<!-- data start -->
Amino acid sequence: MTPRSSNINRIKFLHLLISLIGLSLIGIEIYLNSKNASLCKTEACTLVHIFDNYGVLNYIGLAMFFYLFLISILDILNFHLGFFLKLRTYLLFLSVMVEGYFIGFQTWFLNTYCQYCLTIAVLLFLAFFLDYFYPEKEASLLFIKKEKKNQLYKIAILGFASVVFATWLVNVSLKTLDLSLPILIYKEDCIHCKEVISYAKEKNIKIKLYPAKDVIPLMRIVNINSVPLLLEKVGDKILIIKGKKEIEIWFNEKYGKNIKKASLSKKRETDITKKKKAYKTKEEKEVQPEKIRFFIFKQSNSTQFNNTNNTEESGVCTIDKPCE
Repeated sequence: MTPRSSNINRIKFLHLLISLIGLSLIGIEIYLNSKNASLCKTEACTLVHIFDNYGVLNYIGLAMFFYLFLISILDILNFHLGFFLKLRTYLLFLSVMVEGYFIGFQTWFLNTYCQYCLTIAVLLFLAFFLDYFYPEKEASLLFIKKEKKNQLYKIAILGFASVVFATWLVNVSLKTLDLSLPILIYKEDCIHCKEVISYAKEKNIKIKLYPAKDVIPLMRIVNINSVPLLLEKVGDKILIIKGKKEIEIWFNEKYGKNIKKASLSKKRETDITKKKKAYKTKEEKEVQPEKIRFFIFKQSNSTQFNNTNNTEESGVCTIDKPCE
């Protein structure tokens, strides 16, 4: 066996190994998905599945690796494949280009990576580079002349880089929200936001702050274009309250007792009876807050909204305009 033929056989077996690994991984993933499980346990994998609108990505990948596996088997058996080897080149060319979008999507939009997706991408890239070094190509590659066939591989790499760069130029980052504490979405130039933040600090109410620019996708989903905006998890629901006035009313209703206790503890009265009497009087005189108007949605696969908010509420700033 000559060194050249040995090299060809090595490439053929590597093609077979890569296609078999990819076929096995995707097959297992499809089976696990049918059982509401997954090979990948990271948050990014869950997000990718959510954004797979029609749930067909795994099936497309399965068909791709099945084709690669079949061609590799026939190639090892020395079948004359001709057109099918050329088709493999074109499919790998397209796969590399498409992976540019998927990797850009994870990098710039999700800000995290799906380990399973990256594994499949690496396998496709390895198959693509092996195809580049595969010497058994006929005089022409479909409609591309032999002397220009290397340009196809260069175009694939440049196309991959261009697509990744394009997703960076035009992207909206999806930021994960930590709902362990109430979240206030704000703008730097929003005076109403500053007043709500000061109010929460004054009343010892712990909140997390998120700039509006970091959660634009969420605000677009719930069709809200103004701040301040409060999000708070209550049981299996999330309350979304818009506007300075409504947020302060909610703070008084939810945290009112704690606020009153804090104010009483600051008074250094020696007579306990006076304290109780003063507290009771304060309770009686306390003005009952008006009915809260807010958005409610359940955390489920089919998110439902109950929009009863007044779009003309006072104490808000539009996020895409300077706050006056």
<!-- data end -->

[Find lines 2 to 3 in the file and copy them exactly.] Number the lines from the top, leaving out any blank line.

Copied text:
Repeated sequence: MTPRSSNINRIKFLHLLISLIGLSLIGIEIYLNSKNASLCKTEACTLVHIFDNYGVLNYIGLAMFFYLFLISILDILNFHLGFFLKLRTYLLFLSVMVEGYFIGFQTWFLNTYCQYCLTIAVLLFLAFFLDYFYPEKEASLLFIKKEKKNQLYKIAILGFASVVFATWLVNVSLKTLDLSLPILIYKEDCIHCKEVISYAKEKNIKIKLYPAKDVIPLMRIVNINSVPLLLEKVGDKILIIKGKKEIEIWFNEKYGKNIKKASLSKKRETDITKKKKAYKTKEEKEVQPEKIRFFIFKQSNSTQFNNTNNTEESGVCTIDKPCE
């Protein structure tokens, strides 16, 4: 066996190994998905599945690796494949280009990576580079002349880089929200936001702050274009309250007792009876807050909204305009 033929056989077996690994991984993933499980346990994998609108990505990948596996088997058996080897080149060319979008999507939009997706991408890239070094190509590659066939591989790499760069130029980052504490979405130039933040600090109410620019996708989903905006998890629901006035009313209703206790503890009265009497009087005189108007949605696969908010509420700033 000559060194050249040995090299060809090595490439053929590597093609077979890569296609078999990819076929096995995707097959297992499809089976696990049918059982509401997954090979990948990271948050990014869950997000990718959510954004797979029609749930067909795994099936497309399965068909791709099945084709690669079949061609590799026939190639090892020395079948004359001709057109099918050329088709493999074109499919790998397209796969590399498409992976540019998927990797850009994870990098710039999700800000995290799906380990399973990256594994499949690496396998496709390895198959693509092996195809580049595969010497058994006929005089022409479909409609591309032999002397220009290397340009196809260069175009694939440049196309991959261009697509990744394009997703960076035009992207909206999806930021994960930590709902362990109430979240206030704000703008730097929003005076109403500053007043709500000061109010929460004054009343010892712990909140997390998120700039509006970091959660634009969420605000677009719930069709809200103004701040301040409060999000708070209550049981299996999330309350979304818009506007300075409504947020302060909610703070008084939810945290009112704690606020009153804090104010009483600051008074250094020696007579306990006076304290109780003063507290009771304060309770009686306390003005009952008006009915809260807010958005409610359940955390489920089919998110439902109950929009009863007044779009003309006072104490808000539009996020895409300077706050006056």